This challenge involves eight three-cube models made from interlocking cubes. Investigate different ways of putting the models together then compare your constructions.

Try to picture these buildings of cubes in your head. Can you make them to check whether you had imagined them correctly?

Can you fit the tangram pieces into the outline of these convex shapes?

Move just three of the circles so that the triangle faces in the opposite direction.

Can you fit the tangram pieces into the outline of this junk?

Here's a simple way to make a Tangram without any measuring or ruling lines.

Can you fit the tangram pieces into the outline of this sports car?

Eight children each had a cube made from modelling clay. They cut them into four pieces which were all exactly the same shape and size. Whose pieces are the same? Can you decide who made each set?

Can you fit the tangram pieces into the outline of this goat and giraffe?

Take a rectangle of paper and fold it in half, and half again, to make four smaller rectangles. How many different ways can you fold it up?

A game has a special dice with a colour spot on each face. These three pictures show different views of the same dice. What colour is opposite blue?

Can you fit the tangram pieces into the outline of these rabbits?

Can you fit the tangram pieces into the outline of the telescope and microscope?

Can you fit the tangram pieces into the outline of Mai Ling?

Can you fit the tangram pieces into the outline of this plaque design?

Use the lines on this figure to show how the square can be divided into 2 halves, 3 thirds, 6 sixths and 9 ninths.

How can you paint the faces of these eight cubes so they can be put together to make a 2 x 2 cube that is green all over AND a 2 x 2 cube that is yellow all over?

Can you fit the tangram pieces into the outline of the rocket?

Can you cut up a square in the way shown and make the pieces into a triangle?

Can you fit the tangram pieces into the outlines of the workmen?

Can you fit the tangram pieces into the outlines of Mai Ling and Chi Wing?

Can you fit the tangram pieces into the outlines of the candle and sundial?

Can you fit the tangram pieces into the outline of this shape. How would you describe it?

Can you fit the tangram pieces into the outlines of the chairs?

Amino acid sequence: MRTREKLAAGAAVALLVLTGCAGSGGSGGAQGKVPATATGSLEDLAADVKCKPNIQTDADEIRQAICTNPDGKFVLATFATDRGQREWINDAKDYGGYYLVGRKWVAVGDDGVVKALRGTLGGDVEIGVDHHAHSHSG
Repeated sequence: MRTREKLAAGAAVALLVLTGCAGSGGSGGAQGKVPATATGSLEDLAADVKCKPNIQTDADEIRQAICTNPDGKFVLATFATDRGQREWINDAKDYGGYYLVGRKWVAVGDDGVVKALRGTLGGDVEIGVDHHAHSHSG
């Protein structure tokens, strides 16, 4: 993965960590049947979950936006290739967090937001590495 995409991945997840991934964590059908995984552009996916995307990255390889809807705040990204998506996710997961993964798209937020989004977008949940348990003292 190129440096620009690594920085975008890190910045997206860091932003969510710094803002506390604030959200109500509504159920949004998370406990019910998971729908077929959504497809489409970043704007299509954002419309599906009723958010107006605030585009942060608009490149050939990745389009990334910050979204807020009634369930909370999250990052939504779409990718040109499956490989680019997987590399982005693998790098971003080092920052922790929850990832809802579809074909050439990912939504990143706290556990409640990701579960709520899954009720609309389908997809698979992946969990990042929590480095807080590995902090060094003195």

Can you fit the tangram pieces into the outlines of the watering can and man in a boat?

A magician took a suit of thirteen cards and held them in his hand face down. Every card he revealed had the same value as the one he had just finished spelling. How did this work?

Use the three triangles to fill these outline shapes. Perhaps you can create some of your own shapes for a friend to fill?

Make a cube out of straws and have a go at this practical challenge.

Investigate the number of paths you can take from one vertex to another in these 3D shapes. Is it possible to take an odd number and an even number of paths to the same vertex?

Can you fit the tangram pieces into the outlines of the lobster, yacht and cyclist?

Can you fit the tangram pieces into the outline of the child walking home from school?

Can you fit the tangram pieces into the outline of Little Ming playing the board game?

Can you fit the tangram pieces into the outline of this telephone?

Take it in turns to place a domino on the grid. One to be placed horizontally and the other vertically. Can you make it impossible for your opponent to play?

Can you fit the tangram pieces into the outline of Little Fung at the table?

Can you fit the tangram pieces into the outline of this brazier for roasting chestnuts?

Can you fit the tangram pieces into the outlines of these clocks?

If you split the square into these two pieces, it is possible to fit the pieces together again to make a new shape. How many new shapes can you make?

Can you fit the tangram pieces into the outlines of these people?

Can you fit the tangram pieces into the outline of Little Ming and Little Fung dancing?

Here are more buildings to picture in your mind's eye. Watch out - they become quite complicated!

An activity centred around observations of dots and how we visualise number arrangement patterns.

How can you arrange the 5 cubes so that you need the smallest number of Brush Loads of paint to cover them? Try with other numbers of cubes as well.

Paint a stripe on a cardboard roll. Can you predict what will happen when it is rolled across a sheet of paper?

How many different cuboids can you make when you use four CDs or DVDs? How about using five, then six?

Have you ever tried tessellating capital letters? Have a look at these examples and then try some for yourself.

Design an arrangement of display boards in the school hall which fits the requirements of different people.